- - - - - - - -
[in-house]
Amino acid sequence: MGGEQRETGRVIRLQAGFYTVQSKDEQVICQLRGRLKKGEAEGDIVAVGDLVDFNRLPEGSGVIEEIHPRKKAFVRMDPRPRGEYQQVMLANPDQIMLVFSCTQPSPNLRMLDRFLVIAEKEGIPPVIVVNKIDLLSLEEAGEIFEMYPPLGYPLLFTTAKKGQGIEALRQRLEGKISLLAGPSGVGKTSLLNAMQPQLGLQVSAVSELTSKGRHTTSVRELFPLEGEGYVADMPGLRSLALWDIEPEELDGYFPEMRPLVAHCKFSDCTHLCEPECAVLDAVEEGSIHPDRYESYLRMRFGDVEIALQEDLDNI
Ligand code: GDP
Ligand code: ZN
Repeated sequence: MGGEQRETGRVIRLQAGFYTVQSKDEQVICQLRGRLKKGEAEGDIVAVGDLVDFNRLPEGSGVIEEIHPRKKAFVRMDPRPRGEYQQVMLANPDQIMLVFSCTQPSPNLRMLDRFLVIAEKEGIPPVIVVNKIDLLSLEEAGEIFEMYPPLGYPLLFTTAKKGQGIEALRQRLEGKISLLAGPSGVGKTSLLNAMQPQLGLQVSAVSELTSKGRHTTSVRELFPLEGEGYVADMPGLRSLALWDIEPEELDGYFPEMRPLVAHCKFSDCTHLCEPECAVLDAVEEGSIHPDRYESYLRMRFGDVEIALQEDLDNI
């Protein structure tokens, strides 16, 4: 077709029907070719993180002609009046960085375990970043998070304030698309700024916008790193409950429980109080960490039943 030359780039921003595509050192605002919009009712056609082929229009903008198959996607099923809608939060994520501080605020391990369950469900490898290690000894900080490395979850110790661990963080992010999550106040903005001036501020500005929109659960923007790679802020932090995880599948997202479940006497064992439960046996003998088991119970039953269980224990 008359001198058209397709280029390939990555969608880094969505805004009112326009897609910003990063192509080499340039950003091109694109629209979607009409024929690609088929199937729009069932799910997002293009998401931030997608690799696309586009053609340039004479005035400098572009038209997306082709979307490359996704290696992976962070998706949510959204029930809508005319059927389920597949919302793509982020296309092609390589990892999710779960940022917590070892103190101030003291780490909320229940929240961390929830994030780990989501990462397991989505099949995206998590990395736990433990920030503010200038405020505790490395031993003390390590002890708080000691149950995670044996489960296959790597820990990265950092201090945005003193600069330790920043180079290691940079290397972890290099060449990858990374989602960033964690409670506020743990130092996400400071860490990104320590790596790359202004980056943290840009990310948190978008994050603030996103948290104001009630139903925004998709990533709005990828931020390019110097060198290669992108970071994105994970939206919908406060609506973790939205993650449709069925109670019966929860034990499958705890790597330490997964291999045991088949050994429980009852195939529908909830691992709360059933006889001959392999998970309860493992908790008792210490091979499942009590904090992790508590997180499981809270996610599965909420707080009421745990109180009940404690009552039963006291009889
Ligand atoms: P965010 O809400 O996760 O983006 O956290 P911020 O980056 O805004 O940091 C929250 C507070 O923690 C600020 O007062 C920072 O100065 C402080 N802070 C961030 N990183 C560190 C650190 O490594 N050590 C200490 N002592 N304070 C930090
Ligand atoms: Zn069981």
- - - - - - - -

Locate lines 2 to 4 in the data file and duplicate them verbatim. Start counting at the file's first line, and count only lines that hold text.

Amino acid sequence: MGGEQRETGRVIRLQAGFYTVQSKDEQVICQLRGRLKKGEAEGDIVAVGDLVDFNRLPEGSGVIEEIHPRKKAFVRMDPRPRGEYQQVMLANPDQIMLVFSCTQPSPNLRMLDRFLVIAEKEGIPPVIVVNKIDLLSLEEAGEIFEMYPPLGYPLLFTTAKKGQGIEALRQRLEGKISLLAGPSGVGKTSLLNAMQPQLGLQVSAVSELTSKGRHTTSVRELFPLEGEGYVADMPGLRSLALWDIEPEELDGYFPEMRPLVAHCKFSDCTHLCEPECAVLDAVEEGSIHPDRYESYLRMRFGDVEIALQEDLDNI
Ligand code: GDP
Ligand code: ZN